THR: Breathing Happy has been linked to the horror genre by festivals but really fits more into drama than horror. Would you consider it a horror movie, and do you have interest in making films that lean more into horror in the future?
SB: I love horror, and have been lucky enough to be an actor in a lot of horror movies. The thing that makes it horror, in my selfish opinion, is Breathing Happy gives people anxiety. The scariest thing to me is the fear of the unknown, or loved ones dying. I mean... What's scarier than knowing someone you love is killing themselves, and they won't stop? That's more terrifying to me than a big monster with a knife.
THR: What inspired you to make films in general? Were there any particular movies that you watched and though, damn, that’s what I want to do with my life?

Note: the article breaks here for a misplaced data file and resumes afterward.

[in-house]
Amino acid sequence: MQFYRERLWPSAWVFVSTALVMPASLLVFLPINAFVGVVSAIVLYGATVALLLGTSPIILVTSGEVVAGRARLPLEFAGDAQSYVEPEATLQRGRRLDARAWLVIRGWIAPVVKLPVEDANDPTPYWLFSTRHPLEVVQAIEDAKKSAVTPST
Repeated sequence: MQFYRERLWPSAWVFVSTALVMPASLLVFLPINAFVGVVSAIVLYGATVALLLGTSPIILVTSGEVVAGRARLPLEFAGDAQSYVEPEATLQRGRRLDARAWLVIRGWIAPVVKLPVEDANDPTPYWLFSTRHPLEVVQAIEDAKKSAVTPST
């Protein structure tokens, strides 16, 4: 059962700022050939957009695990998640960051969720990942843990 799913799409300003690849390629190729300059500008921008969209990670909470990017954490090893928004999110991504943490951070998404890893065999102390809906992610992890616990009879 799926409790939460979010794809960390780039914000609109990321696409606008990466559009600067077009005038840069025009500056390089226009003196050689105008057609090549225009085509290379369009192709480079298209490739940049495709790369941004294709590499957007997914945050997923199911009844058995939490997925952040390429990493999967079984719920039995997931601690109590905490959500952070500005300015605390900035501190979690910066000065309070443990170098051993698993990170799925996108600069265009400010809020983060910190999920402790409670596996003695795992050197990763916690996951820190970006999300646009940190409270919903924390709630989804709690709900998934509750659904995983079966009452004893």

SB: Haha! Like, every movie I've ever seen?! If the movie was "bad", I would go "I think I can do better..." If the movie was "good", I would go "How the hell did they do that?! I want to do that!" I am CONSTANTLY inspired. I am a total cinephile.
THR: You wrote, directed, edited, and starred in the film. I gotta be honest, usually that’s a huge turnoff and turns into a vanity project for most people. What were the pitfalls that you had to avoid in making sure that the film came across the way that you wanted?
SB: Trust me, I agree. It's a turnoff for me too. I leaned on everyone else as often as possible to make sure I wasn't some totalitarian person helming the ship. I am lucky enough that I've made over a dozen short films with kids -- fun wacky short films. So I've learned how to navigate a set and enrich the project by providing a space for everyone to thrive - cast and crew alike.
THR: I was so impressed with your acting chops in the film. It’s really difficult to believe that you were that good of an actor and also directed the film for your first feature. Did you go to film school? Do you have classical training in the other areas of production?